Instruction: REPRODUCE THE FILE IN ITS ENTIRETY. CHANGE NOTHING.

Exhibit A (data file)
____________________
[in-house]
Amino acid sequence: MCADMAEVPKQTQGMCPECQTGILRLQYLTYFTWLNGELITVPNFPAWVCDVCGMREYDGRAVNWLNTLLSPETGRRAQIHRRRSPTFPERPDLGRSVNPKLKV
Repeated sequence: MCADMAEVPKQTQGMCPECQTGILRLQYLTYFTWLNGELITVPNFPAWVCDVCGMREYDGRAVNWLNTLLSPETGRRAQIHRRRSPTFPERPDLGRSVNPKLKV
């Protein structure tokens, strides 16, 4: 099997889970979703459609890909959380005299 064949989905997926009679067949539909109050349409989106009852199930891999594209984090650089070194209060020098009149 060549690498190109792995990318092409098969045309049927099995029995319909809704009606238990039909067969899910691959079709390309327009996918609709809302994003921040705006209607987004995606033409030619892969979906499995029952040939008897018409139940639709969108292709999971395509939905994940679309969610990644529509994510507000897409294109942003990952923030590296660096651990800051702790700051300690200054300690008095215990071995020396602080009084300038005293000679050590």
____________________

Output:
[in-house]
Amino acid sequence: MCADMAEVPKQTQGMCPECQTGILRLQYLTYFTWLNGELITVPNFPAWVCDVCGMREYDGRAVNWLNTLLSPETGRRAQIHRRRSPTFPERPDLGRSVNPKLKV
Repeated sequence: MCADMAEVPKQTQGMCPECQTGILRLQYLTYFTWLNGELITVPNFPAWVCDVCGMREYDGRAVNWLNTLLSPETGRRAQIHRRRSPTFPERPDLGRSVNPKLKV
């Protein structure tokens, strides 16, 4: 099997889970979703459609890909959380005299 064949989905997926009679067949539909109050349409989106009852199930891999594209984090650089070194209060020098009149 060549690498190109792995990318092409098969045309049927099995029995319909809704009606238990039909067969899910691959079709390309327009996918609709809302994003921040705006209607987004995606033409030619892969979906499995029952040939008897018409139940639709969108292709999971395509939905994940679309969610990644529509994510507000897409294109942003990952923030590296660096651990800051702790700051300690200054300690008095215990071995020396602080009084300038005293000679050590």